Leaders of both major political parties in Virginia had a chance to exercise eloquence in defense of their party yesterday during the second round of debate on a bill that would change the control of the boards that run state and local elections from the Republicans to the Democrats.
Although the measure was finally approved by the Senate Privileges and Elections Committee on a 10 to 6 vote with one abstention it was not without enough hemming and hawing to create doubt about the eventual outcome. This is despite the fact that the legislature has only 26 Republicans among its 140 members.
The law now says that two of the three members on local electoral boards, who are appointed by circuit court judges, shall be from the party that received the most votes in the most recent gubernatorial election. Republicans have been winning the statehouse since 1969.
As proposed by Senate Majority Leader Adelard L. Brault, the majority on the board would come from the party getting the most votes in the preceding general election - and the Democrats still dominate the legislature. Brault contends that since they control the General Assembly, the Democrats are the majority party.
But Minority Leader William A. Truban was not about to let him get away with that.
"You have not carried this state in a presidential election for a decade," he told the Democrats on the Privileges and Elections Committee, "You have lost the governor's race the last three times; you have only four seats in the Congress. In the U.S. Senate, there is one Republican and one who is beholden to neither party. It appears to me it is a delusion for either party to say they have majority status."
Truban said the Democrats need to learn to be "good losers", and referred to the hard job he had ahead in getting the measure rejected.
"When you're out numbered 14 to 1 (in this committee) like I am, your best weapon is a pair of good legs for running, a room to jump in and hide, or kindness on the part of your adversary, or the Almighty. I could use all four."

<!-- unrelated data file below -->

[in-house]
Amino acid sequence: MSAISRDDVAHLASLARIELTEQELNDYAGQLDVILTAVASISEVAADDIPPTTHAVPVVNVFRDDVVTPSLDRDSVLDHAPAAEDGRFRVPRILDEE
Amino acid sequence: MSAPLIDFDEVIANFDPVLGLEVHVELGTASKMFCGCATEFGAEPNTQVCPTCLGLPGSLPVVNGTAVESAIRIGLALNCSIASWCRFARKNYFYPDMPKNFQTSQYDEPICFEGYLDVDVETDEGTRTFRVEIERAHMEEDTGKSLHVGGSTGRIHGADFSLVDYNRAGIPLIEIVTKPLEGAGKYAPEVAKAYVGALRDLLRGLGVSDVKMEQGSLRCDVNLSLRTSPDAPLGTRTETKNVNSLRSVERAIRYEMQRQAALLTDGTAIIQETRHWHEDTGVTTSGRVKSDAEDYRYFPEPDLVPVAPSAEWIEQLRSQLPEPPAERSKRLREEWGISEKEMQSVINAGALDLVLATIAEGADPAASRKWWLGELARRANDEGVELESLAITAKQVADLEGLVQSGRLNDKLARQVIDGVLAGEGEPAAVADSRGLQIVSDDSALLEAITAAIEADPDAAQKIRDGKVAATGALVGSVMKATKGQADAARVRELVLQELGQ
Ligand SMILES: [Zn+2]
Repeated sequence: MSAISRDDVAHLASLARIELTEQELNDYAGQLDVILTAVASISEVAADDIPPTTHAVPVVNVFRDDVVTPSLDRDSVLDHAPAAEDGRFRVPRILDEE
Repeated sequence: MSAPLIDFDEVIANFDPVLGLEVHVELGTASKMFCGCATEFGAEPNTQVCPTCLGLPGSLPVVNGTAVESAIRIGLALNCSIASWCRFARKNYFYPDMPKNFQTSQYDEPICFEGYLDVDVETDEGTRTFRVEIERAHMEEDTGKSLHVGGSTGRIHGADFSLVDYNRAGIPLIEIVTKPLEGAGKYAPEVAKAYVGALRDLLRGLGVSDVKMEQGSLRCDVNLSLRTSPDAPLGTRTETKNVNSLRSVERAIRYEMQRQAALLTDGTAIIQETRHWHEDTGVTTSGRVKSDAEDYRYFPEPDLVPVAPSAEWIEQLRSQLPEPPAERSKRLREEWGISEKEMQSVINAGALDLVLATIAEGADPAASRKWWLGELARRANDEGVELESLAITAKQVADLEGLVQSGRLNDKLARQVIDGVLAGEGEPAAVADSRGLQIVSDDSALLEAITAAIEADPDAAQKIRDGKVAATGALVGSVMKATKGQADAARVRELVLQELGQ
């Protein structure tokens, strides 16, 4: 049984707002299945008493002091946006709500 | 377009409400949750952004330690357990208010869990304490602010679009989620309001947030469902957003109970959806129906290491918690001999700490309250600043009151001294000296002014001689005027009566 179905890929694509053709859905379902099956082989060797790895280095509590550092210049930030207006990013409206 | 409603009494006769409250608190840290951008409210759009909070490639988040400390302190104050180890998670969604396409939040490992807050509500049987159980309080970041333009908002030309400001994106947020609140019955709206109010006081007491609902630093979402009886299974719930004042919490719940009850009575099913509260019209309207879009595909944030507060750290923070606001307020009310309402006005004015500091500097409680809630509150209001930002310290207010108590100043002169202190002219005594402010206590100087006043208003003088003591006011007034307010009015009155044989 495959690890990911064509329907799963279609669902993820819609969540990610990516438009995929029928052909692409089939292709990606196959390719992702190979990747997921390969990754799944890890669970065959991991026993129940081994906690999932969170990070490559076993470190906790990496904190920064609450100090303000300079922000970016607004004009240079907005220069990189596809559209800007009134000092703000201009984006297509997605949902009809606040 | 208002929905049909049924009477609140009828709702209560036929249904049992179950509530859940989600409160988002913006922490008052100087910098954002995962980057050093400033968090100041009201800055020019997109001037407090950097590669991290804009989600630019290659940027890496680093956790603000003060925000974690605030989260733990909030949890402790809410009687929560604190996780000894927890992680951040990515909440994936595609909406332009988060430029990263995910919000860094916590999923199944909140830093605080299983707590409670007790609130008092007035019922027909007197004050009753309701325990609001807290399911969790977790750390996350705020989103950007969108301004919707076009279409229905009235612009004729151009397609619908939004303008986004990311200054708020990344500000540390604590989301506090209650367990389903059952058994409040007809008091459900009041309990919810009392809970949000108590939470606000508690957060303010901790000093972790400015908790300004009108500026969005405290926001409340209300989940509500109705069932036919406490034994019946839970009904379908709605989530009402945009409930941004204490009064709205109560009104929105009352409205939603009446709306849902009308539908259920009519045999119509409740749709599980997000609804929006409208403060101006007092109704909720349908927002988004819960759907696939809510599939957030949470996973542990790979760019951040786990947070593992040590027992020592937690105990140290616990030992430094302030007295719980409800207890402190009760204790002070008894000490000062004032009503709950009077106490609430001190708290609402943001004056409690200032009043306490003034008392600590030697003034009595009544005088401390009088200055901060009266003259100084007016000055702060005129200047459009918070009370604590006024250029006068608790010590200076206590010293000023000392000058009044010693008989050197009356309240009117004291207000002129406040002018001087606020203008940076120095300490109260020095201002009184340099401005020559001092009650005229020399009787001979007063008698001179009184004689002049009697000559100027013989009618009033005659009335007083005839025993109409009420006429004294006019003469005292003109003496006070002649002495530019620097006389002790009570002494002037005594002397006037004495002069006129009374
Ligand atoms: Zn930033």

Brault started out with all 35 Democrats in the Senate signing on as copatrons of the bill, but it appeared yesterday that some either were affected by Truban's oratory or were having second thoughts.
Sen. Hunter B. Andrews (D-Hampton) said "this bill is as political as hell . . . I am persuaded we are not the majority party in Virginia . . . this bill would never have been introduced if we had won in November." Andrews proposed an amendment that would have delayed the change until the 1982 elections.
His amendment failed by a vote of 7 to 8; Andrews later abstained on the final vote.
Brault says Republican Gov. John N. Dalton will probably veto the bill, and he wants it voted on quickly enough so that the General Assembly can override that veto.
The intent of the provision, Brault said, is to give "majority representation (on the electoral boards) to the political party dominant in the commonwealth . . . When you look at the members of the General Assembly and see by what large margins we have representation I just don't see how you can say the Democratic Party is not dominant."
Later, Brault, said that since there were so few Republicans in the General Assembly it was easy for them to "marshall their forces" and have speeches prepared for yesterday's hearing, which caused Truban to sputter angrily. "I'm so mad at him for saying that," Truban said after the meeting was adjourned. "I wrote that speech myself. Look, here are my hand-written notes. I'm really mad about this whole thing."